Sinoscopy of horses with sinonasal disease sometimes shows thickening and calcification of the maxillary septal bulla (MSB) (formerly misnamed the ventral conchal bulla) (Figure 3B) and/or enlargement of the infraorbital canal (Figures 3B, 4). These two changes can cause difficulties or even prevent fenestration of the MSB, which is necessary to access the rostral maxillary sinus (RMS) and ventral conchal sinus (VCS), the compartments most commonly affected with sinus disorders (Authors personal observations).
Figure 3. Transverse CT images of head of a horse with right-sided sinusitis obtained at the level of Triadan 09s (A) and Triadan 11s (B). Hypoattenuating fluid is present within the right RMS and CMS. The right maxillary septal bulla (MSB) shows thickening of its bone and the overlying mucosa (B). Maxillary bone measurement at the rostral maxillary sinus (RMB) (A) were obtained 2 cm dorsal to the facial crest on the affected right (R) and control left (L) sides (yellow lines). Maxillary bone measurement at the caudal maxillary sinus (B) were obtained 2 cm dorsal the maxillary crest (yellow lines) (CMBV) and also 1 cm dorsal the nasolacrimal canal (red lines) (CMBD) on the affected right (R) and control left (L) sides.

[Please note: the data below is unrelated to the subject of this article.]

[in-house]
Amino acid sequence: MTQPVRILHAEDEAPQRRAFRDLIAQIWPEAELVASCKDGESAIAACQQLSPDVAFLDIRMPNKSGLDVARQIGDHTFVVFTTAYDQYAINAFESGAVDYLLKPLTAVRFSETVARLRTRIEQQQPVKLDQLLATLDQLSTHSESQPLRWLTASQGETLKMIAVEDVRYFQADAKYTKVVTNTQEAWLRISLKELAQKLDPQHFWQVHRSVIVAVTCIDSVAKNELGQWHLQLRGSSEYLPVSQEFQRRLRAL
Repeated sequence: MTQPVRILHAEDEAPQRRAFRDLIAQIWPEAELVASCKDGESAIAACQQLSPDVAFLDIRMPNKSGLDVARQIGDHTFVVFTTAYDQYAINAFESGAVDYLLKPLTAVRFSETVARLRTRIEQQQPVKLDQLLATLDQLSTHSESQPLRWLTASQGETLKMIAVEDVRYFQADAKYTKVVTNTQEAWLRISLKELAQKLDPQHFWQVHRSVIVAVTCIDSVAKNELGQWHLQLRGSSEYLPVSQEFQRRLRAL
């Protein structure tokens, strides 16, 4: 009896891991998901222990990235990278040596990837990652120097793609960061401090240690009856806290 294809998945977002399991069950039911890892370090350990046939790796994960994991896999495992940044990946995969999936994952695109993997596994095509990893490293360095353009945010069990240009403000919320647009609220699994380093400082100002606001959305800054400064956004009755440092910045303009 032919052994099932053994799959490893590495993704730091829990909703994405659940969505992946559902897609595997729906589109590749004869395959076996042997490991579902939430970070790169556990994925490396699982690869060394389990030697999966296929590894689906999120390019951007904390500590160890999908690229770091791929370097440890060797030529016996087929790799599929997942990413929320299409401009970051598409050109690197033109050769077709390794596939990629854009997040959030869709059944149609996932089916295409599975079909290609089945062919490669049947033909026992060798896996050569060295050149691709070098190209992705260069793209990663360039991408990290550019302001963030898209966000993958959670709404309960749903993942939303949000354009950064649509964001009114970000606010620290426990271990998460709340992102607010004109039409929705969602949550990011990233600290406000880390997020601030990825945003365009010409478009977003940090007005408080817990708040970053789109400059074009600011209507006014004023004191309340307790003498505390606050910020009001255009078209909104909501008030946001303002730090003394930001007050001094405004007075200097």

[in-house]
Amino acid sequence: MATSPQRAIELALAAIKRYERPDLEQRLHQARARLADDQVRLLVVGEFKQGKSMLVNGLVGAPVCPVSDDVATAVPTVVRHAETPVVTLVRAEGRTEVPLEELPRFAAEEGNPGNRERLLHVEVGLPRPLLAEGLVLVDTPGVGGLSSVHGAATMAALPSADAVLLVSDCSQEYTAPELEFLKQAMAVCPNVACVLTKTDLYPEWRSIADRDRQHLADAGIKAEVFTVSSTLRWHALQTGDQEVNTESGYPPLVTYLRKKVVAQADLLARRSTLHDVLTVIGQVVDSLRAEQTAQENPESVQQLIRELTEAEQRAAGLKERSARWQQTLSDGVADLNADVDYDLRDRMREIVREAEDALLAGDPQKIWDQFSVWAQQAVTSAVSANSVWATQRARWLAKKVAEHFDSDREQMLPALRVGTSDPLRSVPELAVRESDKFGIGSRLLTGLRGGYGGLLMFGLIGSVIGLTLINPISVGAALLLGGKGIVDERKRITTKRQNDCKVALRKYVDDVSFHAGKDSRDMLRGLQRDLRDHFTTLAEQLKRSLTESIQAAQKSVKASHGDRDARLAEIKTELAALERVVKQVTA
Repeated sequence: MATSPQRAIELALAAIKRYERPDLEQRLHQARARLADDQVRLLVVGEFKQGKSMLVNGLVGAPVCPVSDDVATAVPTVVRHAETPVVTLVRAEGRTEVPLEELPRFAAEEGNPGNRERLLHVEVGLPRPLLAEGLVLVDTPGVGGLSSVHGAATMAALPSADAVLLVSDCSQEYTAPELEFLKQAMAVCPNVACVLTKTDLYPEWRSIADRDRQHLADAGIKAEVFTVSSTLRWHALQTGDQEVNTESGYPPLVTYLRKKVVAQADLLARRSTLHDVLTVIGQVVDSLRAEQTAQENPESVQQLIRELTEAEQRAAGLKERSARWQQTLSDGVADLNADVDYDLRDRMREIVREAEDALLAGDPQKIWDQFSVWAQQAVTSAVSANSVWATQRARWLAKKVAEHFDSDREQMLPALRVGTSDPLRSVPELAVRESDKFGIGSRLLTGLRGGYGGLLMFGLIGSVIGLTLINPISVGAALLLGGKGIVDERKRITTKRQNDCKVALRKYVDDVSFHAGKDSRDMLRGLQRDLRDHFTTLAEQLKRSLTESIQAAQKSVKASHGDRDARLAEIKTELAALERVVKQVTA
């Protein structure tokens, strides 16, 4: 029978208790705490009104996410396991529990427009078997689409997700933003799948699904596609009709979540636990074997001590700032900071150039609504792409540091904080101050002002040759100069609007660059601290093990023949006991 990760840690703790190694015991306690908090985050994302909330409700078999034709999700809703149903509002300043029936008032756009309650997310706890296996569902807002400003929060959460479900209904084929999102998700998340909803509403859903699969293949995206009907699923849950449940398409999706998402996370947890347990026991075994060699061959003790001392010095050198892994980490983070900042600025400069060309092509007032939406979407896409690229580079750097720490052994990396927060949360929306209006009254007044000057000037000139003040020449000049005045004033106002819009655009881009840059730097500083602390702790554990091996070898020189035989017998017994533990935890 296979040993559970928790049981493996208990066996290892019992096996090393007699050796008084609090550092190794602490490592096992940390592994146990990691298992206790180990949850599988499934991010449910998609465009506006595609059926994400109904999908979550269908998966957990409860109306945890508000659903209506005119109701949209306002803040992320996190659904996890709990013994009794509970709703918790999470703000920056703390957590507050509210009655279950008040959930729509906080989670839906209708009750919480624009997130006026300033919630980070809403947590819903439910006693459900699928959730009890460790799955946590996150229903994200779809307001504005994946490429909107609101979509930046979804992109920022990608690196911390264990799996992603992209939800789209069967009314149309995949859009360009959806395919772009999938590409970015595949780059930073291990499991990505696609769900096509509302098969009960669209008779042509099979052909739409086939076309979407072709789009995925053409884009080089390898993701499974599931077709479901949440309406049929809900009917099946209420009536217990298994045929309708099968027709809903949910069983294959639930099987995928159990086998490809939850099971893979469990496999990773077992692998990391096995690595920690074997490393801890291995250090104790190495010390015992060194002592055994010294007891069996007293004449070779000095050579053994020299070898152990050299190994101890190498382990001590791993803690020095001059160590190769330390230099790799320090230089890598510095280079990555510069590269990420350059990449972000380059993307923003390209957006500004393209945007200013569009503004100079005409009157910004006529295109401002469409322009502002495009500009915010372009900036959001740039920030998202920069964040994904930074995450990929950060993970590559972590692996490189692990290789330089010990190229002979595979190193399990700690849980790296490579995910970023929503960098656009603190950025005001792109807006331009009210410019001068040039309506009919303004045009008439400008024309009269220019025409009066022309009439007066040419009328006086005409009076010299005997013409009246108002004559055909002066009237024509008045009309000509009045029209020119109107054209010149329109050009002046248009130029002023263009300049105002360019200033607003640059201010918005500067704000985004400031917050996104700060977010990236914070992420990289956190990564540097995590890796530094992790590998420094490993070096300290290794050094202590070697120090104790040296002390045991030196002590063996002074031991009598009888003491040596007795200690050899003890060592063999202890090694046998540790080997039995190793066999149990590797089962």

Figure 4. Transverse CT image of head of a horse with left-sided sinus disease, obtained at the level of the frontal sinus (FS). A small amount of hypoattenuating material is present within the left (L) caudal maxillary sinus (CMS) and ethmoidal sinus (ES) and there is a widened infraorbital canal (IOC). Frontal bone (FB) thickness was measured at a single site 1 cm dorsal to the junction between the medial aspect of the orbital rim and the caudal aspect of the nasal bone on the affected and contra-lateral sides (yellow lines).
The introduction of CT imaging for human chronic rhinosinusitis circa 30 years ago, allowed detailed assessment of sinus drainage pathways and of mucosal swelling not possible with radiography. It also clearly showed that in addition to mucosal inflammation, remodeling of the underlying bones occurred in many patients, that was histologically confirmed as a non-septic osteitis (16, 17). Since then, multiple studies have shown osteitis to occur with human chronic rhinosinusitis with a reported prevalence of 51% in all patients and of 76% in those that underwent sinus surgery, although the etiology and pathogenesis of this osteitis remain unclear (18–21). Many studies have examined the relationship between the degree of osteitis and the clinical severity and prognosis of human rhinosinusitis, especially in chronic refractory cases, and a number of sinus osteitis grading scales have been developed for this purpose (19–21). In addition to assessing bone thickness and the imaging appearance of sinus osteitis by CT, other authors have shown that an increase in bone density (H.U. values) in human sinusitis correlates with the degree histopathological bone changes present (22).